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Traditional Style Homes: Why Do We Feel So at Home Here?

Window World Traditional Home

Five traditional ideas that stand the test of time.

Thoughts of a traditional home conjure up scenes from movies like “Father of the Bride” and “Home Alone.” So much happens right inside that traditional front door. The foyer sets the scene for memorable introductions, discussions, and reunions.

Perhaps someone comes sliding down the banister of the center stairway that leads to the upstairs bedrooms. There’s a formal dining room to one side where families gather for Sunday dinners. To the other side is a formal living room with a fireplace that’s just right for hanging stockings at the holidays. In a word, the traditional home is a “classic.”

This style covers a broad range of designs, but most tie back to the standard two-story Colonial home. Typically, they are symmetrical, with even window placement, and an entry door front and center. Rooflines are simple, and dormers add interest.

American Colonial design dates back to the 1600s when our nation was just beginning to find its footing. These historical homes can still be found in the east coast’s original colonies, from Massachusetts to the Carolinas. Today, updated traditional designs can be found throughout the nation. While the popularity of other home styles come and go — and often come around again — the time-tested demand for American Traditional homes never waivers.

Even if your home doesn’t fall into this category, there are a few ways you can add traditional influences with timeless appeal. Let’s look at five.

1) Make a grand entryway

Traditional style home with grand entryway

Traditional entry doors are often highlighted with sidelite windows and a transom window above. Consider replacing a simple door with something that makes a grand statement. Or perhaps you prefer double doors that immediately say there’s something special inside.

If you don’t have room to expand your entryway space, replace a standard door with a split Dutch door to add traditional charm. The split design gives you the flexibility to open the top half to say hello to neighbors, invite a cool breeze in, and keep dogs and small children inside while the bottom half is closed.

Brass hardware, including latch sets, a kickplate, and a knocker, can add another traditional touch to entry doors.

2) Frame your windows

Traditional style home with shutters and double-hung windows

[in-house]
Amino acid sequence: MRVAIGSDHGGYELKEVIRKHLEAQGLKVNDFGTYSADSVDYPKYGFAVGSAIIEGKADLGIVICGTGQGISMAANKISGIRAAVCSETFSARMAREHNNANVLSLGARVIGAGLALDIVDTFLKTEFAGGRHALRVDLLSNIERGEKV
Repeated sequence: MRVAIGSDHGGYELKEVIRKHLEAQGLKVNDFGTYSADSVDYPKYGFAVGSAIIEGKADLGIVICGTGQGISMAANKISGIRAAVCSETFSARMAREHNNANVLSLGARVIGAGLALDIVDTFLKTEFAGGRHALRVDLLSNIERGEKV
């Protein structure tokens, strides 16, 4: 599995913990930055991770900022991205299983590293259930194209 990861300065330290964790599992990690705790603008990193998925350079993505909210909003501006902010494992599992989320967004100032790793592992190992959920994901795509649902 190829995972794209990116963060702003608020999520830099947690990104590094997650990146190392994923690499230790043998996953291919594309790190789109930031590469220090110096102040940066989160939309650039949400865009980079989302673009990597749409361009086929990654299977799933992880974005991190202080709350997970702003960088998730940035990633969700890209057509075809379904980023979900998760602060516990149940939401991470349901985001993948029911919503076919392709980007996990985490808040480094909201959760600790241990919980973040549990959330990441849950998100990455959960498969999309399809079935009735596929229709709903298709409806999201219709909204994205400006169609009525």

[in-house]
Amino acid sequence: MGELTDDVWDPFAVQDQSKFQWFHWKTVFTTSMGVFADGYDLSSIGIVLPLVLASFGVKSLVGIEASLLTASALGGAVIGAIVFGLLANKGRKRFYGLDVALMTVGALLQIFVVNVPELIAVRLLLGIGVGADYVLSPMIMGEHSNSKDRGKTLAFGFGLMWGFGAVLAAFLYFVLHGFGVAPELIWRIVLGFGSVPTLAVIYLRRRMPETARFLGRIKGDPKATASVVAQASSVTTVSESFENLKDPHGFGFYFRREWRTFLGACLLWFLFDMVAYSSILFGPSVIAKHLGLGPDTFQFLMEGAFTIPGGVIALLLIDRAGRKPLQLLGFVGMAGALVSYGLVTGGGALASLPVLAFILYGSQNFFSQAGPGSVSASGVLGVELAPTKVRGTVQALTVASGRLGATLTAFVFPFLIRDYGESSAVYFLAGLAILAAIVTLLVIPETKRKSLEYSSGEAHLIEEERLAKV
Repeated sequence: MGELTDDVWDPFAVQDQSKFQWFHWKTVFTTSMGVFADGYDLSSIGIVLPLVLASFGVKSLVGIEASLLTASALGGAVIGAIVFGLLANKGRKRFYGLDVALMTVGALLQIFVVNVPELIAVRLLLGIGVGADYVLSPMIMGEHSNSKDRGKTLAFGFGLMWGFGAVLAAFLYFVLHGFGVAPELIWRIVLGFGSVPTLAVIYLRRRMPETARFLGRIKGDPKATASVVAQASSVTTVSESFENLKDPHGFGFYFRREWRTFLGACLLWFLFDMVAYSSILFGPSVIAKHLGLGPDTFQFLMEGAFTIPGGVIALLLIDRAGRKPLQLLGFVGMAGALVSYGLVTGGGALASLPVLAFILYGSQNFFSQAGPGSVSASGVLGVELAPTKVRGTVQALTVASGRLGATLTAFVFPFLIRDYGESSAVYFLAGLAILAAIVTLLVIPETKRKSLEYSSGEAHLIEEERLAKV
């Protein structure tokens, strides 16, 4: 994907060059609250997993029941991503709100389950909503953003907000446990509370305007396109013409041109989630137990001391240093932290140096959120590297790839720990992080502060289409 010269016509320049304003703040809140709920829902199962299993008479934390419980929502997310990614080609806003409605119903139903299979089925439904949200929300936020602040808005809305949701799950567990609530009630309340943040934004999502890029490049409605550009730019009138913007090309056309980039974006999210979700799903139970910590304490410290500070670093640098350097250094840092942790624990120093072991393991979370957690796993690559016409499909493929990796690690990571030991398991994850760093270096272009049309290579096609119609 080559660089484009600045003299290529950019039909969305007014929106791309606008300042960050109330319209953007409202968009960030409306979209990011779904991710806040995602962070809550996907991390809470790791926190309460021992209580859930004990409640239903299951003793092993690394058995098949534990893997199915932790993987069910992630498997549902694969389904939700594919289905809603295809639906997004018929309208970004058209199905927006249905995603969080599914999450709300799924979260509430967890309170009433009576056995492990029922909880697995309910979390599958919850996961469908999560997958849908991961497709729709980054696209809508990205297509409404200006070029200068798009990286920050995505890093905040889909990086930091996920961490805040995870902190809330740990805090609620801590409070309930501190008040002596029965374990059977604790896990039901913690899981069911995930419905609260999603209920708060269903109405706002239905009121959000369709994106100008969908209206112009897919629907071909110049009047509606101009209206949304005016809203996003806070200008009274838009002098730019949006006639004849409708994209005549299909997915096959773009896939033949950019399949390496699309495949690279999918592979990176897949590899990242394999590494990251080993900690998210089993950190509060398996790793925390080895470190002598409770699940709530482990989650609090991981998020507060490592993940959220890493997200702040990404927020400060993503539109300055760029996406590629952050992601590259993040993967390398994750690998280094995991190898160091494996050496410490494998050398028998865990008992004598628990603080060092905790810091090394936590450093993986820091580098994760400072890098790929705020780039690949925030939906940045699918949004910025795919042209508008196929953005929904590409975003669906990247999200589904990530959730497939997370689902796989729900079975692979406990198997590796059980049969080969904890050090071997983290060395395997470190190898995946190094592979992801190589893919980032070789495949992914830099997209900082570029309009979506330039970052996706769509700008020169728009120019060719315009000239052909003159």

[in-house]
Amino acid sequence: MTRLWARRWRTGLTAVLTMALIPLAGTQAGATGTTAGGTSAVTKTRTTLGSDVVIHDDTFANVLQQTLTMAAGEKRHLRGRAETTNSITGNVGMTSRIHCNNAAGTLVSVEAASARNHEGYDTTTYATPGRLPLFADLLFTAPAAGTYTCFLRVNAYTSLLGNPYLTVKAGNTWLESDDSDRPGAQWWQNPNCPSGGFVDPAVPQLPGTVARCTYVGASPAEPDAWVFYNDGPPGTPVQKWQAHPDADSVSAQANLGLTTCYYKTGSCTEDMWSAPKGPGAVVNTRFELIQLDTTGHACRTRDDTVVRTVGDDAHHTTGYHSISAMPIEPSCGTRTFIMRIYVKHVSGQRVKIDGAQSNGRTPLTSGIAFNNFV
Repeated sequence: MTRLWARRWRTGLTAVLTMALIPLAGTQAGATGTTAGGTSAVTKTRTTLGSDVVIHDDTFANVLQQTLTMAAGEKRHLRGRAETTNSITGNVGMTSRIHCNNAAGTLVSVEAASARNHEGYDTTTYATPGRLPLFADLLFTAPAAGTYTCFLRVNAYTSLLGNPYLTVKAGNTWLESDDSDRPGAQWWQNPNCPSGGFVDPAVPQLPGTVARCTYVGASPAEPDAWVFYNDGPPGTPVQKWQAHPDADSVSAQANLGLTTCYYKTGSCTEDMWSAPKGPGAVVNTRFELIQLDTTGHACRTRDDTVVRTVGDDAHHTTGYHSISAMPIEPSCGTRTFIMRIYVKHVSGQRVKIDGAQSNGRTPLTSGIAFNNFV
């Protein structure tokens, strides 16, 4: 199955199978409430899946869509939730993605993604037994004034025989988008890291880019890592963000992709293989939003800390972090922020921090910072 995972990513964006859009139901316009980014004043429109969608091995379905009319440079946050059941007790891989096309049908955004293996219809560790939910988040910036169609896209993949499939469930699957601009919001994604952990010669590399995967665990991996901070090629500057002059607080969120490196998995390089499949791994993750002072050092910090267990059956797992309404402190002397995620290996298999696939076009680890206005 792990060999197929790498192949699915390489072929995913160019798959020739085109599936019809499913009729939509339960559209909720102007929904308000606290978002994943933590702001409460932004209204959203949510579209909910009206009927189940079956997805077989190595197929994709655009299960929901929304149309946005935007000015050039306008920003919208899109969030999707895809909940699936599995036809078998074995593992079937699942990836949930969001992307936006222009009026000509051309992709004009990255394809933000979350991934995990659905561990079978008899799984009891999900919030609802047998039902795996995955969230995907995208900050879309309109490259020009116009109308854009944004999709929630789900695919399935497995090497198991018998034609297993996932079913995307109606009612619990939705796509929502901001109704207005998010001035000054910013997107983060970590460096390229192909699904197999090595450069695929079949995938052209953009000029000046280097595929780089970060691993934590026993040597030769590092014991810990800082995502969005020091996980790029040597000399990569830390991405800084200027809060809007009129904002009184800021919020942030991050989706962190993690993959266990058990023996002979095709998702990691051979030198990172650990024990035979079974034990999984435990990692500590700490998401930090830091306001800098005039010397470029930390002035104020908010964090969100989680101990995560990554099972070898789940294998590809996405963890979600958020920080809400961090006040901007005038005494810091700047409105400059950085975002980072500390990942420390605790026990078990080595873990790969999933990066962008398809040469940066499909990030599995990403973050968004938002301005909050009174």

Double-hungs are the usual windows of choice in traditional homes. Other styles can be given a traditional touch with gridwork and mullions that simulate a multi-paned design.

Although the first Colonial homes often had unadorned windows, today’s typical traditional homes are dressed up using shutters. Exterior shutters date back to Victorian times when they served to protect structures from the elements or intruders. The popular louvered shutter style was born of the necessity to allow light in while keeping the rain out.

Today’s exterior shutters are constructed of wood, wood composite, or easy-care vinyl. Add greater historical interest with hardware touches like hinge straps or shutter dogs initially designed to hold shutters open against house walls. For more info about shutters, click here.

Inside the traditional home, you often find windows dressed in elaborate wood molding and intricate millwork. Interior shutters are a popular window dressing, including wide-plank plantation style. Valances and drapery are often used to draw attention to windows and add color and texture to the room.

3) Siding statements

Traditional style home with gray siding

The look of historical wood siding can be achieved simply and economically with easy-to-maintain vinyl siding. Whether you select a style with a wood-like texture or a smooth version, the horizontal planking, designed to repel water away from walls, is a time-honored look in traditional homes.

Vinyl construction offers many benefits over other popular siding options such as brick, fiber cement, or wood. It’s easy to clean, never requires painting, and extremely durable. 

4) Step into history with traditional flooring

Hardwood floors in a dining room

Hardwood floors are a natural in a traditional home, especially when graced with hand-knotted, oriental-design wool rugs. The intricate beauty of these rugs hides a multitude of spills, dirt, and wear — a necessity in the days when rugs were hauled outside and beaten to clean them.

With today’s robotic vacuums and steam cleaner conveniences, a sleek dark wood or wood composite floor paired with an oriental rug can create a look of traditional elegance while holding up to kids and everyday wear and tear.

5) Details make a difference

A living room with intricate molding details

The interiors of traditional homes are often graced with an abundance of wood millwork. These details add richness and interest to the home interior and make a statement of luxury that can be just as impactful as the decorating inside.

Adding multi-layered ceiling and floor moldings and wainscoting and panel molding on dining room and foyer walls is a relatively simple project that can pay off in design satisfaction and resale value.

 

No matter what your home style is, the folks at Window World are always happy to discuss your exterior remodeling ideas. We can arrange a free consultation, either virtually or in your home. Contact your local store today.

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